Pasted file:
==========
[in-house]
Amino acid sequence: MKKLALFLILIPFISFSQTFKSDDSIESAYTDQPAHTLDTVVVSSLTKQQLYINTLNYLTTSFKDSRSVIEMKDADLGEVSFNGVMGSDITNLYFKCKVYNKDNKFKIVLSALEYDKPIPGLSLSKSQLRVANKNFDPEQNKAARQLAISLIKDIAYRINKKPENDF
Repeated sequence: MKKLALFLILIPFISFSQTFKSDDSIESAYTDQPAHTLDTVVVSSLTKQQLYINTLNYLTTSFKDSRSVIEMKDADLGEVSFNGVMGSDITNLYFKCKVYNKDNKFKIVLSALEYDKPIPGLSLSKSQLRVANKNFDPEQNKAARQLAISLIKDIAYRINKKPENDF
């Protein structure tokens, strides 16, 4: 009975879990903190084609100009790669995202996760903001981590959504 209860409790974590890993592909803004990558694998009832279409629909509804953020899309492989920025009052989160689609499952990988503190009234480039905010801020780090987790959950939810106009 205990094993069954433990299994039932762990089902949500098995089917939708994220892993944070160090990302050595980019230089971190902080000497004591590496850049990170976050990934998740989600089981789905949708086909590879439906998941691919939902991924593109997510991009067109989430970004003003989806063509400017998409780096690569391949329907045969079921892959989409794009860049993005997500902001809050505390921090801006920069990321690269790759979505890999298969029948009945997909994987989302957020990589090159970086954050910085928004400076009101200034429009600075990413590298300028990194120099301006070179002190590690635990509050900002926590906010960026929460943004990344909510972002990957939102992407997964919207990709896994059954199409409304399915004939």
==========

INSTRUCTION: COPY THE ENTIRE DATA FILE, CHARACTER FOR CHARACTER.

[in-house]
Amino acid sequence: MKKLALFLILIPFISFSQTFKSDDSIESAYTDQPAHTLDTVVVSSLTKQQLYINTLNYLTTSFKDSRSVIEMKDADLGEVSFNGVMGSDITNLYFKCKVYNKDNKFKIVLSALEYDKPIPGLSLSKSQLRVANKNFDPEQNKAARQLAISLIKDIAYRINKKPENDF
Repeated sequence: MKKLALFLILIPFISFSQTFKSDDSIESAYTDQPAHTLDTVVVSSLTKQQLYINTLNYLTTSFKDSRSVIEMKDADLGEVSFNGVMGSDITNLYFKCKVYNKDNKFKIVLSALEYDKPIPGLSLSKSQLRVANKNFDPEQNKAARQLAISLIKDIAYRINKKPENDF
């Protein structure tokens, strides 16, 4: 009975879990903190084609100009790669995202996760903001981590959504 209860409790974590890993592909803004990558694998009832279409629909509804953020899309492989920025009052989160689609499952990988503190009234480039905010801020780090987790959950939810106009 205990094993069954433990299994039932762990089902949500098995089917939708994220892993944070160090990302050595980019230089971190902080000497004591590496850049990170976050990934998740989600089981789905949708086909590879439906998941691919939902991924593109997510991009067109989430970004003003989806063509400017998409780096690569391949329907045969079921892959989409794009860049993005997500902001809050505390921090801006920069990321690269790759979505890999298969029948009945997909994987989302957020990589090159970086954050910085928004400076009101200034429009600075990413590298300028990194120099301006070179002190590690635990509050900002926590906010960026929460943004990344909510972002990957939102992407997964919207990709896994059954199409409304399915004939």